PS Review of Freemasonry

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Editor's Interview: MAKING LIGHT
In this book Making Light - a Handbook for Freemasons Julian Rees shows many largely unknown aspects of the Masonic symbolism. The Editor asked the author: "Isn't esoteric talk of this kind going to put some Freemasons off?"...
A Seeker After the Inner Meaning of Freemasonry


W. Bro. Julian Rees is a PM of Kirby Lodge No. 2818, London
Past Junior Grand Deacon, United Grand Lodge of England.

            In a fascinating essay written in 1896, the Freemason J.E. Thomas of South Africa wrote: 

            To assist in the ceremonial duties of the Lodge without seeking

            to unfold the symbolism, is to remain satisfied with the externals

            only, those husks which envelope and protect the grain.  Our quest

            is to ascertain the internal truths of which symbolism is but the

            index.  For instance, to what extent are the fraternal relations

            between my fellow Freemasons and myself different to those which

            I hold with my neighbours and friends? 

            With these words, the author places brotherhood firmly at the centre, both of our masonic existence, and of our initiatic quest.

            Brotherhood, the bonding between human beings, exists of course on different levels and in different spheres of human experience.  In the profane world, brotherhood may be more often relied on in times of danger and distress than in the hour of ease and comfort.  There is ample evidence of bonding between men on the field of battle, or between those caught up in a natural disaster.  And after each of the world wars of the twentieth century, the numbers of lodges and consequently of Freemasons increased substantially, testament to the search for fraternal comradeship in their daily lives by men who had experienced it so dramatically in war.  But the answer to Brother Thomas’ question above may be to say that masonic brotherhood transcends danger or necessity, and requires that we exercise the same selfless qualities towards our masonic Brethren in everyday life and in everyday situations.  I should be towards my Brother such a mainstay that my own pillar of strength should mirror his own in any situation in life, whether that situation be a negative or a positive one.  But I believe that, to practise true brotherhood masonically, it is a prerequisite that I first learn to practise it in respect of myself.  Let me explain.

            If I am to achieve the desired close bond of brotherhood with men and women of any group, it requires that I fully understand my Brethren.  And to understand them, to know them, I first have to know myself, to achieve true gnosis as the Greeks call it, most accurately translated as the Act of Knowing.  If I can come to truly know myself, and therefore to understand myself, with all my virtues, vices, merits and failings, then I can begin to validate myself, to acknowledge my uniqueness as a part of the Creation, a part of the Cosmos.  Through this validation, I achieve some measure of self-esteem.  This is neither pride nor prejudice; it is being still at my own centre, and knowing.  ‘Man, know thyself, then thou shalt know the universe’ wrote Pythagoras.  So it is with Brotherhood, since only at that centre of my own being will I be able to look outwards, and be able to esteem my Brother or Sister, to experience their humanity alongside my own.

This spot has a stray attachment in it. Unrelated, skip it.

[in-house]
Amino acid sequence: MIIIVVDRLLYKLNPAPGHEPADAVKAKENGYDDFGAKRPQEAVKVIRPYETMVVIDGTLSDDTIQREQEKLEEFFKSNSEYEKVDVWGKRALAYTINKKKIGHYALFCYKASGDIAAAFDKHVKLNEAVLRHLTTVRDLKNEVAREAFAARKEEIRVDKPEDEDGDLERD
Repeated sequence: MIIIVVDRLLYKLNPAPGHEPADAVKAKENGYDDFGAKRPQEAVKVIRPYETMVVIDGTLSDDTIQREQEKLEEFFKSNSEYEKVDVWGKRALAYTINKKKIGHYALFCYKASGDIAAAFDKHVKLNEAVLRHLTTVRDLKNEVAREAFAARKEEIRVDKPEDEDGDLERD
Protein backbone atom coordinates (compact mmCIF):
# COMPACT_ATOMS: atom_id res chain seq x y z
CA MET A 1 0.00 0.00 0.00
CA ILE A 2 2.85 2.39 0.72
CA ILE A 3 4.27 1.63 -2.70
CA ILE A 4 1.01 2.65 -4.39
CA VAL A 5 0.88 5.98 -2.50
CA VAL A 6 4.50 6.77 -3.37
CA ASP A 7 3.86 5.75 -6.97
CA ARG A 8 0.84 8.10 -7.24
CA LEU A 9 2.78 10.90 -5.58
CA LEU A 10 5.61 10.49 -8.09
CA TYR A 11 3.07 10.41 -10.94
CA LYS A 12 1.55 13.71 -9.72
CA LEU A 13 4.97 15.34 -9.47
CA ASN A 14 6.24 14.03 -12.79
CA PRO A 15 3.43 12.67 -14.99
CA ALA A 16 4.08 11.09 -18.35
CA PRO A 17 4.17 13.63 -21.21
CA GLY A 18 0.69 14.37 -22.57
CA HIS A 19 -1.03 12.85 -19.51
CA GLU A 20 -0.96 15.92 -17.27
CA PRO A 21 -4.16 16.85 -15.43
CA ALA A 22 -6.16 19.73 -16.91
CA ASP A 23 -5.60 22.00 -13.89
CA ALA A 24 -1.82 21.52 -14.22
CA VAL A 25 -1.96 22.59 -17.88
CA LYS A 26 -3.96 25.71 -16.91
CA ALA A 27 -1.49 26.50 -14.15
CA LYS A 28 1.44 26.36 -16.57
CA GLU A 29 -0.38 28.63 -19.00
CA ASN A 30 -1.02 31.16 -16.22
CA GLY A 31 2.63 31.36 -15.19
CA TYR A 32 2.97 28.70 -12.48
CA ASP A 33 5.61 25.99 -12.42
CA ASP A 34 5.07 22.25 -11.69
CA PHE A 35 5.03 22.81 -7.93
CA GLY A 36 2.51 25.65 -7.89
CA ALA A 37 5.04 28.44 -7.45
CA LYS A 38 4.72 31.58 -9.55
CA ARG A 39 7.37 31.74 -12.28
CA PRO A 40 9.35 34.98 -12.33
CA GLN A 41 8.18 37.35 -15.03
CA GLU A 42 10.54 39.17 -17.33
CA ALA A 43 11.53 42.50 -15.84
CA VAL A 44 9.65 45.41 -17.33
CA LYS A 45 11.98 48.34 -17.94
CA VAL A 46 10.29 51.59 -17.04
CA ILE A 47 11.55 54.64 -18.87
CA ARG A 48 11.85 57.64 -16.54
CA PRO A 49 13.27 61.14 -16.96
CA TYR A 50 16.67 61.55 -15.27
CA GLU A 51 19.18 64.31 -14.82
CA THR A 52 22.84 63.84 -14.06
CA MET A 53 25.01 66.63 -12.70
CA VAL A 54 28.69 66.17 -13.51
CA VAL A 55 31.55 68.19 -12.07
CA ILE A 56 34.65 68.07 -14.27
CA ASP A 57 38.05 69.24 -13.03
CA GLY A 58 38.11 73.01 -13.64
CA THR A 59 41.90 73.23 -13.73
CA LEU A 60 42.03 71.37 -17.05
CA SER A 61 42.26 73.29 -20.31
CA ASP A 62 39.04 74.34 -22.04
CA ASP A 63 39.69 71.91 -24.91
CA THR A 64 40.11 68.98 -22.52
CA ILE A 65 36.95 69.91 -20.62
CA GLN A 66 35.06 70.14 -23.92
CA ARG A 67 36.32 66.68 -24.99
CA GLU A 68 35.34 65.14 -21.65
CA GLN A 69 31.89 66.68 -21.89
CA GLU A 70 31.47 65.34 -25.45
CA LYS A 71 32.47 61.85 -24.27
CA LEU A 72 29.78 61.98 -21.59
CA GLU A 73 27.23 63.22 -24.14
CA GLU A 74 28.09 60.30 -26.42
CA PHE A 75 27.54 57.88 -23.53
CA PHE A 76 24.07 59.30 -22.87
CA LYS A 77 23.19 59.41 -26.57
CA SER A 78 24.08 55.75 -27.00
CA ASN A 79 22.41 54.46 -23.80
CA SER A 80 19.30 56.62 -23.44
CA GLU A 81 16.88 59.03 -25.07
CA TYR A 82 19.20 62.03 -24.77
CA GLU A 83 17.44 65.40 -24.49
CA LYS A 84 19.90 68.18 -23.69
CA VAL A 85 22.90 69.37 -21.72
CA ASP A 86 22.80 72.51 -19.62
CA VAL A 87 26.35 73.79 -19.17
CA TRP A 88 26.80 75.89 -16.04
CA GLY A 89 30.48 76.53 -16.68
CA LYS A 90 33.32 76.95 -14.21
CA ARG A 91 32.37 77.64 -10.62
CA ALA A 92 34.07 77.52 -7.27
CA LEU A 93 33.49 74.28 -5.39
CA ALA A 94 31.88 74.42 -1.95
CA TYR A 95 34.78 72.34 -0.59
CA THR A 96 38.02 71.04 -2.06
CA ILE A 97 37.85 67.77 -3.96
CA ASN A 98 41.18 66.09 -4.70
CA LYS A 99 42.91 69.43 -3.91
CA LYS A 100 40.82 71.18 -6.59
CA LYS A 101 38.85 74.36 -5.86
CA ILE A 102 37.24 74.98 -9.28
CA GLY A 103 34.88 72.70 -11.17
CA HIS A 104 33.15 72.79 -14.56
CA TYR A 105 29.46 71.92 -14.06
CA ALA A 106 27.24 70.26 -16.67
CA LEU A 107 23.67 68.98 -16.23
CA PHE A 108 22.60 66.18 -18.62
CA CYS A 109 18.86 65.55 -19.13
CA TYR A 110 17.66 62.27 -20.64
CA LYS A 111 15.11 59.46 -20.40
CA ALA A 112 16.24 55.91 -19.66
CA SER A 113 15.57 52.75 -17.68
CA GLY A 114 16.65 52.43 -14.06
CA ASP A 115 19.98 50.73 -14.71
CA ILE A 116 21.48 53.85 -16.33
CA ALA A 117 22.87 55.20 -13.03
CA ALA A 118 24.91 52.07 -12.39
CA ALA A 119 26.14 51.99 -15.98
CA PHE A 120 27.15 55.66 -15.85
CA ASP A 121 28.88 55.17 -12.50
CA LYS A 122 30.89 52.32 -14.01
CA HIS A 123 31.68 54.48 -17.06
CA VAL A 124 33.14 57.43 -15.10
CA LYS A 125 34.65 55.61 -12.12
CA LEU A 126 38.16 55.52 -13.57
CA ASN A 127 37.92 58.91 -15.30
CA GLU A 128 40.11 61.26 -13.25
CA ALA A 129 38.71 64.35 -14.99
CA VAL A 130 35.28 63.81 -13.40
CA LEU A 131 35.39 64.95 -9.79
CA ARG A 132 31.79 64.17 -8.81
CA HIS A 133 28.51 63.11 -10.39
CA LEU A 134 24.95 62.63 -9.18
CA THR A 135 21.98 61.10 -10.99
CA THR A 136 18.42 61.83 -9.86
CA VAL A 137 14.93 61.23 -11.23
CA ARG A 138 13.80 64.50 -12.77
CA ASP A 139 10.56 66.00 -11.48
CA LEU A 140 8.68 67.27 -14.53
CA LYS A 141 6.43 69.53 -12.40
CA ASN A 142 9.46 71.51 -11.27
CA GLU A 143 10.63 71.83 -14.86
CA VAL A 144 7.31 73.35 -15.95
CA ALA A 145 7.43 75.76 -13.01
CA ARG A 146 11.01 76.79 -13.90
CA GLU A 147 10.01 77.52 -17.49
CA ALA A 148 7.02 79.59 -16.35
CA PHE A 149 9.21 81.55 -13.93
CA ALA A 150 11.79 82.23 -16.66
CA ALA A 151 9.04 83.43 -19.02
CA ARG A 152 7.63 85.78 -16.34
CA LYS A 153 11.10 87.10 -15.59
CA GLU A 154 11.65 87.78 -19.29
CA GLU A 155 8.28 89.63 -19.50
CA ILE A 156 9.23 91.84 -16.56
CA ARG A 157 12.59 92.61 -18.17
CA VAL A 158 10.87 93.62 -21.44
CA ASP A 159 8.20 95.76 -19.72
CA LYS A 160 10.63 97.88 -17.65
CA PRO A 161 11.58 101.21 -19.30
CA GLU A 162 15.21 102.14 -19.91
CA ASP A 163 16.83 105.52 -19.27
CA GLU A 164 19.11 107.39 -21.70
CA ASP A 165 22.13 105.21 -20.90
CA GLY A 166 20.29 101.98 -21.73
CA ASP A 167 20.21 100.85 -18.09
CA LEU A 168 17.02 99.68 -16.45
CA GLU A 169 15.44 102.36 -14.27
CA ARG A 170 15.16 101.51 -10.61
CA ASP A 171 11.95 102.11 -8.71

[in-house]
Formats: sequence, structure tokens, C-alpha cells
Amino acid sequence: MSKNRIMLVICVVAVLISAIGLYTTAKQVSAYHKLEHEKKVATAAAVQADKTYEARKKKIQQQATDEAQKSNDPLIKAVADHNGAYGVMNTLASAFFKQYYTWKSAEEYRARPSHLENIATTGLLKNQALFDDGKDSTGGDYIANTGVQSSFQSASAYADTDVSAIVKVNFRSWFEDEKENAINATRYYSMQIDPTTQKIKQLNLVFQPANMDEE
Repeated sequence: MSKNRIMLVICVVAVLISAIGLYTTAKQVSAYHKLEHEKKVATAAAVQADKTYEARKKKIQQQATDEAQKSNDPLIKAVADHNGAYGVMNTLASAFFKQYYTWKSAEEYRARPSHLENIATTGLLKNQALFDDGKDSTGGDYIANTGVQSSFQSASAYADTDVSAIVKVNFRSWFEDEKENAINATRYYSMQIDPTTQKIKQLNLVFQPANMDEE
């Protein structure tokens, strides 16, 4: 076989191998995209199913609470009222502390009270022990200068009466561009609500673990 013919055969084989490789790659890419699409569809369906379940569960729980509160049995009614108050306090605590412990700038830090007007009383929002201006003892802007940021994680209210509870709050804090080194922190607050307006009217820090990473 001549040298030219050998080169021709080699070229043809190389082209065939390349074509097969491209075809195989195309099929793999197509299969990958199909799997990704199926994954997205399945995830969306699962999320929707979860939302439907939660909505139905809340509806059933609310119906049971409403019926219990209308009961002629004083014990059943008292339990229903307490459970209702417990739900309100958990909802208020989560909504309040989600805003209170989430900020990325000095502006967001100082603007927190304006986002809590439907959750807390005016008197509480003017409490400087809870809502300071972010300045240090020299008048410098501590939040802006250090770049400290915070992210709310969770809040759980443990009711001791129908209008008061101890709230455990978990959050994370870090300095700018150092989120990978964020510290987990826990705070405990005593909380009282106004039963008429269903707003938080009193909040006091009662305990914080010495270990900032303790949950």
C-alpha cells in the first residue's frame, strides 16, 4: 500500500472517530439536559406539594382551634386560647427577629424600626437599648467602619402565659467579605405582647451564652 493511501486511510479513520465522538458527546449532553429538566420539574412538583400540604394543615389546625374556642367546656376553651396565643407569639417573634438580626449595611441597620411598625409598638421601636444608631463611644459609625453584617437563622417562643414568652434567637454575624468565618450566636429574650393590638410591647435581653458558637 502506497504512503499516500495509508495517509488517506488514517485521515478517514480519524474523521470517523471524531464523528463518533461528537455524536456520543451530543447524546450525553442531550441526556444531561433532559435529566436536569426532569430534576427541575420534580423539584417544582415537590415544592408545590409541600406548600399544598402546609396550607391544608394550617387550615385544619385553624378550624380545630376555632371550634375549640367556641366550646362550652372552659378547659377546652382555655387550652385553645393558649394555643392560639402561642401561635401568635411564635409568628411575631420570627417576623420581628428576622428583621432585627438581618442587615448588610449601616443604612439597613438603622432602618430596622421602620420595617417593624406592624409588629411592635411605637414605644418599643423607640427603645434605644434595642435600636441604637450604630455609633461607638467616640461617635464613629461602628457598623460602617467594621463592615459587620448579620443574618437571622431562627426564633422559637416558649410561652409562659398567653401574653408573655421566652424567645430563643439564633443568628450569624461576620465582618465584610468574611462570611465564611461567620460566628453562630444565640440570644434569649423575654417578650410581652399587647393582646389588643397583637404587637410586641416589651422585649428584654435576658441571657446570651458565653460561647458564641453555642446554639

In this context, it is also important to understand the principle of tolerance.  In today’s world, in religion as in philosophy, what is true for me may not be that which is true for my Brother.  The plumb-rule, one of the most important symbols in Freemasonry, denotes correctness on many levels, and through that it strives to denote that which is true.  Truth however is elusive.  What was shown to be scientifically true in previous centuries has been superseded by advances in scientific research, and is now no longer true.  It was once deemed impossible for men to explore space.  Advances in material science have superseded that.  On the other hand, a mathematical equation formulated many hundreds of years ago is still true – one has only to think again of Pythagoras.  Our task, as Brethren, is to achieve a ‘fusion point’, where the religious or philosophical truth held by my Brother, a truth mutable or immutable depending on the individual viewpoint, becomes united with that truth held by me.  This has less to do with sacrificing my own strongly-held beliefs than with acknowledging the parallel truth of the belief held by my Brother.  Correctness is transitory – truth ought to be absolute, and brotherhood rests on us being tolerant of many truths.  When a person comes to a lodge for initiation, he is basically saying ‘I am going to be your Brother, and you will be my Brethren’, a commitment as basic and profound as any that can be made by a human being.  It is the oneness extolled by Buddhism.  But the tolerance required to do this to perfection is not a passive tolerance.  We are required to practise tolerance actively, in making sure that the brotherhood is all-inclusive.  In a lodge I visited there was a very disputatious Brother.  One of the members expressed the view that this Brother had been sent to us, in order to test our tolerance.